Dems say they'll vote 'no' on their 'Abolish ICE' legislation

Dems say they'll vote 'no' on their 'Abolish ICE' legislation
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A group of Democrats who introduced legislation to abolish U.S. Immigration and Customs Enforcement (ICE) said they will vote against the measure if GOP leadership follows through with their vow to bring it to the House floor.

Reps. Mark PocanMark William PocanOvernight Defense: 'Tens of thousands' of National Guard troops could be activated for coronavirus response | Hospital ships could take week to deploy | Trump says military to help Americans stuck in Peru Democrats introduce bill to send coronavirus tests to US troops in Middle East US general: Afghanistan deployments paused to protect troops from coronavirus MORE (D-Wis.), Pramila JayapalPramila JayapalPelosi says House will review Senate coronavirus stimulus package Critical supplies shortage hampers hospitals, health providers Washington state lawmakers warn health workers running low on protective gear MORE (D-Wash.) and Adriano EspaillatAdriano de Jesus Espaillat CabralObama presses for social distancing policies to remain in place Self-quarantined New York lawmaker: 'We should be in total lockdown' Activists, analysts demand Congress consider immigrants in coronavirus package MORE (D-N.Y.) released a statement Thursday accusing GOP leaders of exploiting the legislation for political gain after leadership confirmed it planned to hold a vote.

While the Democratic lawmakers said they plan to vote against their own measure – which would create a commission to examine ICE’s responsibilities and then recommend transferring them to other agencies – they said they welcome the opportunity for debate.

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"We know Speaker Ryan is not serious about passing our 'Establishing a Humane Immigration Enforcement System Act,' so members of Congress, advocacy groups, and impacted communities will not engage in this political stunt," the Democrats said in a joint statement.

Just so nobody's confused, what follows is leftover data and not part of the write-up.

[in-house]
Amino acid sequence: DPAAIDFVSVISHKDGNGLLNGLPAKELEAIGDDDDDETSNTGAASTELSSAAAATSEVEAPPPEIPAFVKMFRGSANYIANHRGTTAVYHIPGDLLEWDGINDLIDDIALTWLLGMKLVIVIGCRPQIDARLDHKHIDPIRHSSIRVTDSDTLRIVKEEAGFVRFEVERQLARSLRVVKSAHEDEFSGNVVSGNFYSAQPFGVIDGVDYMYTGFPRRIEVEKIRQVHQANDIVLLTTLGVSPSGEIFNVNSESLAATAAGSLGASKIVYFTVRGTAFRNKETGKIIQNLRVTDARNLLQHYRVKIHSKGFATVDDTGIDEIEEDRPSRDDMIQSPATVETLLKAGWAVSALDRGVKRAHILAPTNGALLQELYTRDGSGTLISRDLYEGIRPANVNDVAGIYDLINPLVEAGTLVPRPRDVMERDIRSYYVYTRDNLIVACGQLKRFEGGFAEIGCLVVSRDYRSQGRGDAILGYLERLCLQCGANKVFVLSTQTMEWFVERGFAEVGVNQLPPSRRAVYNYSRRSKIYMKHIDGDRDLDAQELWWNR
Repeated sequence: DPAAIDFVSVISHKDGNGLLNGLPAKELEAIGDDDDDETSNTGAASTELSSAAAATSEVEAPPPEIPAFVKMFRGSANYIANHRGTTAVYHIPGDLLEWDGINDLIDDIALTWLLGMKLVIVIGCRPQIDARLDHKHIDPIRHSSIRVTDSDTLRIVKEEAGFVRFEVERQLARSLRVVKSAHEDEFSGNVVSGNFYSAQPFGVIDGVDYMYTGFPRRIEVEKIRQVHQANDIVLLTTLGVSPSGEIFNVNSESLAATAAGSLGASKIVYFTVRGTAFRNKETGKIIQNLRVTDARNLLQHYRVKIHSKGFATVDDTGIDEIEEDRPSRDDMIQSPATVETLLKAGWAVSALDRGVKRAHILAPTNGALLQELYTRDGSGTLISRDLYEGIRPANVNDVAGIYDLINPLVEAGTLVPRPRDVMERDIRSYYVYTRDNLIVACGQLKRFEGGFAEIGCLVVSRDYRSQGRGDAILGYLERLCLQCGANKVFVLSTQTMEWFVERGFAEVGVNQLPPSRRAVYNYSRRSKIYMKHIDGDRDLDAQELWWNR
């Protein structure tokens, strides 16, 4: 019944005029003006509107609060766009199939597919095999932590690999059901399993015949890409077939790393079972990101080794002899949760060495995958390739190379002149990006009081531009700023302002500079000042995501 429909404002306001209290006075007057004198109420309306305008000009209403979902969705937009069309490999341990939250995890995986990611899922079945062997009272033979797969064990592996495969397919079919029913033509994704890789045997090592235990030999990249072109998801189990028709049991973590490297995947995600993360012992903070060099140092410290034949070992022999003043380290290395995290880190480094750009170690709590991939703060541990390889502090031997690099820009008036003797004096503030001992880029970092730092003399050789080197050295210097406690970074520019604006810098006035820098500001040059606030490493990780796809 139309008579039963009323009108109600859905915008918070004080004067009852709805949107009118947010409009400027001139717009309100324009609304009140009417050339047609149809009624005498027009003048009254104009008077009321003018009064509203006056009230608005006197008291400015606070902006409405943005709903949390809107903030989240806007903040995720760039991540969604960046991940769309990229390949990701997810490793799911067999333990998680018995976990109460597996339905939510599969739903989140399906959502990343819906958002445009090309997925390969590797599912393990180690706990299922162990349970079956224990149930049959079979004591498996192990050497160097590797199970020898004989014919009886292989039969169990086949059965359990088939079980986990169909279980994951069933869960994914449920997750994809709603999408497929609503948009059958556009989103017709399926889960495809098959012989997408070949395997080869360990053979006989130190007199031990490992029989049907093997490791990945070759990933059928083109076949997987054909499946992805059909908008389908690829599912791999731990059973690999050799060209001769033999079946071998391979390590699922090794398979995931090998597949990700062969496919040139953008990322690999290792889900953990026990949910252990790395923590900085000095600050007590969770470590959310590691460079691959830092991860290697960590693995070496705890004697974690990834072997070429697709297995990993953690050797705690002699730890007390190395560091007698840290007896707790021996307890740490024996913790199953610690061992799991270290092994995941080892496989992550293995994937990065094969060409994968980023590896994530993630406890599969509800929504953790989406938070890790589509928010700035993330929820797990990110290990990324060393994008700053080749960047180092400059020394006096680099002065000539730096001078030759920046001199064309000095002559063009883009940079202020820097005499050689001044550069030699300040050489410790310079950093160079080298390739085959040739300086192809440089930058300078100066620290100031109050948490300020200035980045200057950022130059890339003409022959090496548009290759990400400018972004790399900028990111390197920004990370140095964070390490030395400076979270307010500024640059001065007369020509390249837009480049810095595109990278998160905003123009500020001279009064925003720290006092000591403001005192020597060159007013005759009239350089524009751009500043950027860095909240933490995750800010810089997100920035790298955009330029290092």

"If Speaker Ryan puts our bill on the floor, we plan to vote no and will instead use the opportunity to force an urgently needed and long-overdue conversation on the House floor," it continued. "We will discuss the thousands of families still separated by President TrumpDonald John TrumpWith VP pick, Biden can't play small ball in a long ball world Coronavirus hits defense contractor jobs Wake up America, your country doesn't value your life MORE’s cruel zero-tolerance policy, the 800,000 young people whose lives have been thrown into turmoil by the President’s decision to end DACA, and the abuses carried out by Immigration and Customs Enforcement."

"We look forward to the day that we have meaningful action on the issues covered by our bill."

House Majority Leader Kevin McCarthyKevin Owen McCarthySunday shows preview: Lawmakers, state governors talk coronavirus, stimulus package and resources as pandemic rages on Lysol, disinfecting wipes and face masks mark coronavirus vote in House Trump signs T coronavirus relief package MORE (R-Calif.) had confirmed earlier Thursday that he planned to schedule a vote on the bill.

Republicans are looking to force Democrats to take a difficult vote, placing Democrats in swing districts that have been critical of the agency in a challenging situation.

The GOP lawmakers said Democrats should be willing to show their constituents where they actually stand on the issue. 

“Democrats have been trying to make July 4th about abolishing ICE, which is a radical, extreme position that would lead to open borders and undermine America's national security,” House Majority Whip Steve ScaliseStephen (Steve) Joseph ScalisePelosi scrambles to secure quick passage of coronavirus aid House GOP whip team seeks to get Republicans behind Senate coronavirus bill 14 things to know today about coronavirus MORE (R-La.) told The Hill. “I think it's the wrong approach. I think everyone ought to be on record about where they stand on that issue.”

Republicans have blasted the legislation, arguing eliminating the agency would lead to an influx of human and drug trafficking as well as gang violence, and increase the country's risk of being subjected to an act of terrorism. 

Critics of ICE, which was created in 2003 as part of a new Homeland Security Department, argue it's become “militarized” in its approach to deportations.